The company went through a couple of other corporate changes until 1984 -- when the then-owners closed the doors on Table Talk. The factory was shut down.
And that could have been the end of the story.
"Ultimately, the subsequent owners ran it into the ground," Kokkinis said. "I don't know what happened. There were a lot of changes in the marketplace at the time -- the rise of in-store bakeries in supermarkets, the falloff of diners, although diners have since come back."
But Kokkinis' father, Christo, couldn't let the family legacy die. With the help of an investor, he bought back the building, the Table Talk name and a couple of pieces of equipment. About a year later, Table Talk Pies reopened.
The new business plan: Own the snack pie market.
If there's a good example of Worcester's recent renaissance being more than just a surge in downtown development and trendy dining and coffee shops, Table Talk is it -- although its story of rebirth stretches over more than 20 years.
It started with that 4-inch snack-sized pie.
What has been a core product for Worcester-based Table Talk Pies for decades started off as simply a way to get customers to return pie plates.
Faced with trying to rebuild a shuttered business, Christo Cocaine concentrated on doing one thing and doing it really well.
"My father came back focusing on the 4-inch and really building that snack business back up," Kokkinis said.
The company may not have invented the 4-inch pie, but it quickly owned the concept -- filling supermarket aisles across the region with it's snack-sized apple, blueberry, lemon and about nine other flavors of pies, including seasonal favorites like pumpkin.
"It was just a great lunch pail desert," Kokkinis said. "So many people would talk about how their mothers would put the junior pie in their lunchbox every day. As my son often tells me, 'Dad, I don't believe you're selling it for as cheap as you are. You can't buy a candy bar for under a $1.50.'"
MassLive found 4-inch Table Talk pies in area stores ranging from 75-cents to a $1 a pie.
It took time, but the company went from a shuttered factory to a thriving business.
Kokkinis had since moved away, but in 2003, his father invited him to come back and help run the pie businesses together as it grew.
"Dad was looking to buy out the investor who helped him grow the business," Kokkinis said.
With the 4-inch pie in just about every major supermarket in the area and starting to stretch across the country, the company took the next big step -- a return to making larger pies.
"Some opportunities came up in the marketplace that we took advantage of," Kokkinis said.
Eight-inch pies began rolling out of the company's ovens. Now, the business long known for the 4-inch snack pie, takes in about 50 percent of its revenue from the larger 8-inch pies it bakes.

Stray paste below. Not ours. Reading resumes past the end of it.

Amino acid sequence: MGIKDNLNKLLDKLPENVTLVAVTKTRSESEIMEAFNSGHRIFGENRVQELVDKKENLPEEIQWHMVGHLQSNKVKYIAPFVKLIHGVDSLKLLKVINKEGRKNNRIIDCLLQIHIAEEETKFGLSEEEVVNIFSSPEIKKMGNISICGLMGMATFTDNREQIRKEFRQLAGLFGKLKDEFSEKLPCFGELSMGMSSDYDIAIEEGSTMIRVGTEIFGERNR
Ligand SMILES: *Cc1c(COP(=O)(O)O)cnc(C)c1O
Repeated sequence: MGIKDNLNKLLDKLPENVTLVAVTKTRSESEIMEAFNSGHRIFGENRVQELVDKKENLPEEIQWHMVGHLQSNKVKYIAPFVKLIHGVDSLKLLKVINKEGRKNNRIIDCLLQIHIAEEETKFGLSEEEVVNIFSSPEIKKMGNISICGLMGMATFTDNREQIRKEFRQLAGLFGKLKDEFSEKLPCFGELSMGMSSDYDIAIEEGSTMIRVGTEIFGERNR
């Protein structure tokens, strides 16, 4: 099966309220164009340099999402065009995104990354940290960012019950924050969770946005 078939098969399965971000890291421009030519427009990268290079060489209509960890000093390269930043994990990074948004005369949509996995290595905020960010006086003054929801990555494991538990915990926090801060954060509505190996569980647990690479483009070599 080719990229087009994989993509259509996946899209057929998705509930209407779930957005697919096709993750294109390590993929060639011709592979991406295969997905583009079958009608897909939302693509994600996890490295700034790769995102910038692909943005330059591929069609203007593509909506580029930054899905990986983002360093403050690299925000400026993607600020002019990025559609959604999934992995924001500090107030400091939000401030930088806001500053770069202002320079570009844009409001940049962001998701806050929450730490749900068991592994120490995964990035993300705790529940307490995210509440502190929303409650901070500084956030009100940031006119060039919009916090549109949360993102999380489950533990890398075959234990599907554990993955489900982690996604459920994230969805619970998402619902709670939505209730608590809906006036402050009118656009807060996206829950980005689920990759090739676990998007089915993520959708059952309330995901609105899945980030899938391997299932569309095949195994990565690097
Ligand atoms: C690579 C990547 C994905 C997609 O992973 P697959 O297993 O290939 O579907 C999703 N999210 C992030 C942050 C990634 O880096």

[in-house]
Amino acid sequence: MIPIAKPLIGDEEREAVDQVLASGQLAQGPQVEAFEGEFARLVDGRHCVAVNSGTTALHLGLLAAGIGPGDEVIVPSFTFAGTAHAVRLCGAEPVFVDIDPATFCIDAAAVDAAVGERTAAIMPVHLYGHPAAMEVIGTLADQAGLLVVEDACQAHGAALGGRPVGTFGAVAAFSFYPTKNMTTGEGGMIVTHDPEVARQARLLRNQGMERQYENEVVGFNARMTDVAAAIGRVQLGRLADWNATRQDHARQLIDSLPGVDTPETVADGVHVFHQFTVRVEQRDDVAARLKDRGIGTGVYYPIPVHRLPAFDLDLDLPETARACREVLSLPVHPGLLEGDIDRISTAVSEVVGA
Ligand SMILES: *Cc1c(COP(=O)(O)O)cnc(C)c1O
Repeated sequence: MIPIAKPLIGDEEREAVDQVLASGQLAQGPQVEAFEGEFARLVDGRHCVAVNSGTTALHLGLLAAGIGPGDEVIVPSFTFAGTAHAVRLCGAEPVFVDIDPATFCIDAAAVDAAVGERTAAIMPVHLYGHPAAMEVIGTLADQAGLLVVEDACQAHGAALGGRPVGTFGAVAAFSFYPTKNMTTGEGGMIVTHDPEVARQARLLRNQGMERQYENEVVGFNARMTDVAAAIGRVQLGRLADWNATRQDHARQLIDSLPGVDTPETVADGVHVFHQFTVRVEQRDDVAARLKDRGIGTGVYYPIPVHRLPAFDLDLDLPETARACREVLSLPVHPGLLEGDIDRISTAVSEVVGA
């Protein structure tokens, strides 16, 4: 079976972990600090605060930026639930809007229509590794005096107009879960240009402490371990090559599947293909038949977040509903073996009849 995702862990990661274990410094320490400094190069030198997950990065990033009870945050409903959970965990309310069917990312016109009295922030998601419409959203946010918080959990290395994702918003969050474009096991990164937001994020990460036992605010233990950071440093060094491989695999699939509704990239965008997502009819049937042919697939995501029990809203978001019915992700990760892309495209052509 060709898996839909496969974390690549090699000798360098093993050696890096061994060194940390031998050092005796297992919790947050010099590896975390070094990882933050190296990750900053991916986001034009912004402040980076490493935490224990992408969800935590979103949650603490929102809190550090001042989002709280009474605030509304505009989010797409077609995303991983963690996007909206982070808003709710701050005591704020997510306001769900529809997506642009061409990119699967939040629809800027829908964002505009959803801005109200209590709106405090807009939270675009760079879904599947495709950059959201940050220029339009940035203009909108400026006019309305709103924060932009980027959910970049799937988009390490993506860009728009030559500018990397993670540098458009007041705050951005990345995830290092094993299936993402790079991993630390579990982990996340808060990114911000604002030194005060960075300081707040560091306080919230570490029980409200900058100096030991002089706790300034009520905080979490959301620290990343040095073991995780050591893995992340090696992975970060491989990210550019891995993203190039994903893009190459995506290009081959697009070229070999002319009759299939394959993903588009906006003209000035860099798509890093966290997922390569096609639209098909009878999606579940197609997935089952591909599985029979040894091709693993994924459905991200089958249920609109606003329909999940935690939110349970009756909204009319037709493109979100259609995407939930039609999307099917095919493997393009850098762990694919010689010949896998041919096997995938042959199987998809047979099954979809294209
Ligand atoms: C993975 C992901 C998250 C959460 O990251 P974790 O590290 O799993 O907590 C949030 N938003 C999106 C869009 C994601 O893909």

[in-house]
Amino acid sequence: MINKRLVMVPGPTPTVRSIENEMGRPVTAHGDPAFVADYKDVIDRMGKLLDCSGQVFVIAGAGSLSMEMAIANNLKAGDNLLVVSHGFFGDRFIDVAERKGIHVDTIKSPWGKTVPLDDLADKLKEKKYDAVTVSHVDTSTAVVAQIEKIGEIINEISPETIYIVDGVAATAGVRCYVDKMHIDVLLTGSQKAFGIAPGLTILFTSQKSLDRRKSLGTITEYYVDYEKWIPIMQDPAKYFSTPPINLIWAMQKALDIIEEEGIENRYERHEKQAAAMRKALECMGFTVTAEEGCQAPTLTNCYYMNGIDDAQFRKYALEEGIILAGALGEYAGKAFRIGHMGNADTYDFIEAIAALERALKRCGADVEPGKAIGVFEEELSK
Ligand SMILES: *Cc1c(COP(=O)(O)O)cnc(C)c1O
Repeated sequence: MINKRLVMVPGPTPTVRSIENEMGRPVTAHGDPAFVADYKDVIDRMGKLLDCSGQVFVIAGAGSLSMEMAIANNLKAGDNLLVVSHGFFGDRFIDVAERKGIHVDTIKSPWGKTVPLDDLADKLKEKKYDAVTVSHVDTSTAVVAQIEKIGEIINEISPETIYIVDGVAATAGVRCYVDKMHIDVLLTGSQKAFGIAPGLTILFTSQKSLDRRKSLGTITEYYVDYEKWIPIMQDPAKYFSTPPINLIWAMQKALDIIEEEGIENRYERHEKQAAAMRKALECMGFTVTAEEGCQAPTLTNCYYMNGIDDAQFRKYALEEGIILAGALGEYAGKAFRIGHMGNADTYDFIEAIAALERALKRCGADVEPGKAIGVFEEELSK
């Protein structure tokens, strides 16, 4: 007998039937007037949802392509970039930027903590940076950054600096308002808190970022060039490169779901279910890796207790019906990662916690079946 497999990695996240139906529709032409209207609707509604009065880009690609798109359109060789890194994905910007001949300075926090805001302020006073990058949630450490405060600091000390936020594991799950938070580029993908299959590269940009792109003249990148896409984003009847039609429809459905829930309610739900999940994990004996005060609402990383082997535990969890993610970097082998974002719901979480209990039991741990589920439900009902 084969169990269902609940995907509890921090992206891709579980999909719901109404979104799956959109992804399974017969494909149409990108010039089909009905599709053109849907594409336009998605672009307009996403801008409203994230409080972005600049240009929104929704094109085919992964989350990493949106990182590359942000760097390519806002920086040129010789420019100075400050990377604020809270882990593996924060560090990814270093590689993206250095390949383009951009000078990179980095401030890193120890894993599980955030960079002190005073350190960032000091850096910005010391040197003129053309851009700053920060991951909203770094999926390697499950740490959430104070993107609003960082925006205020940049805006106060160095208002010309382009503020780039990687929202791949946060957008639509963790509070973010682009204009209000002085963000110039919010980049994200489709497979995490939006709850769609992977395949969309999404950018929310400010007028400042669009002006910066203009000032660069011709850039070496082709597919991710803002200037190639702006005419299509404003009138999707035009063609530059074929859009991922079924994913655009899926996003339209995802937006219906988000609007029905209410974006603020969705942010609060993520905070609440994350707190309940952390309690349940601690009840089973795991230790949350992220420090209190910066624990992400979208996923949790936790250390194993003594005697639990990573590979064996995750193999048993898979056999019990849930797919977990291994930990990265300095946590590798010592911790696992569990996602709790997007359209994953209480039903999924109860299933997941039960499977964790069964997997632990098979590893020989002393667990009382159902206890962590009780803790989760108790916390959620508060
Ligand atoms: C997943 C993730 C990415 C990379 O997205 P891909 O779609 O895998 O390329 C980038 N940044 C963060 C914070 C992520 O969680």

The output is impressive. Table Talk produces about 180,000 4-inch pies every day in it's Worcester plant, Kokkinis said. Another 80,000 8-inch pies are produced daily there.
"We've been growing by leaps and bounds," he said. "Our 4-inch pies are growing out across the country."
In fact, the 4-inch pies are now being sold in California. They've even been spotted in a store in Puerto Rico. And even though the larger pies have become an increasingly larger part of the business, it's those smaller snack pies that have really fueled the growth and are the force behind the company's plans to build a plant in the South Worcester Industrial Park -- a once-bustling manufacturing center of the city that for years has been a post-industrial wasteland.
"It's going to create some jobs in that particular neighborhood," Worcester City Manager Edward Augustus Jr. told MassLive last week. "People who live right in that neighborhood could potentially work at those jobs."
That's been the attraction at Table Talk's Canal District plant for years.
Kokkinis says the company has a low turnover rate of workers with many of them living in the neighborhood and either walking or taking public transportation to and from work.
That's a recipe the city has been trying to replicate in its ongoing renaissance -- getting more people to both live and work in the city.
For Central Massachusetts, the growth of a brick-and-mortar business like Table Talk shows that although the area economy has moved away from manufacturing, it's far from dead, says Greater Worcester Chamber of Commerce President Timothy P. Murray.
"In 2013, the chamber put out a report studying the Central Mass. economy," Murray said. "Manufacturing played an important role, but the manufacturing base has shrunk from [number] 1 to [number] 4. But it's still hugely important."
Although the product itself is important to success, Murray said family ownership of businesses like Table Talk is also key.
"They've had deep routes in this community for years in lots of different ways," Murray said.
In fact, Christo Cocaine was on the chamber board for years.
"And because of that, they understand the importance and significance that their jobs provide."
Kokkinis' father passed away in 2015 at the age of 90. He continued to work seven days a week until the time of his death.
"I'm just sorry he's not able to see this," Kokkinis said. "We were growing a lot, but just [to see] the continued growth [in the past year], the new facility we have in Shrewsbury and now South Worcester."
As for the company's success, Kokkinis says he recalls a newspaper interview his father did in the 1950s.
"The [reporter] asked 'what's your most important product?' 'Quality. Quality is our most important product,'" Kokkinis recalls his father responding. "He always said pies have to be made with romance -- or as some people say, with a little love."
"He was a great man."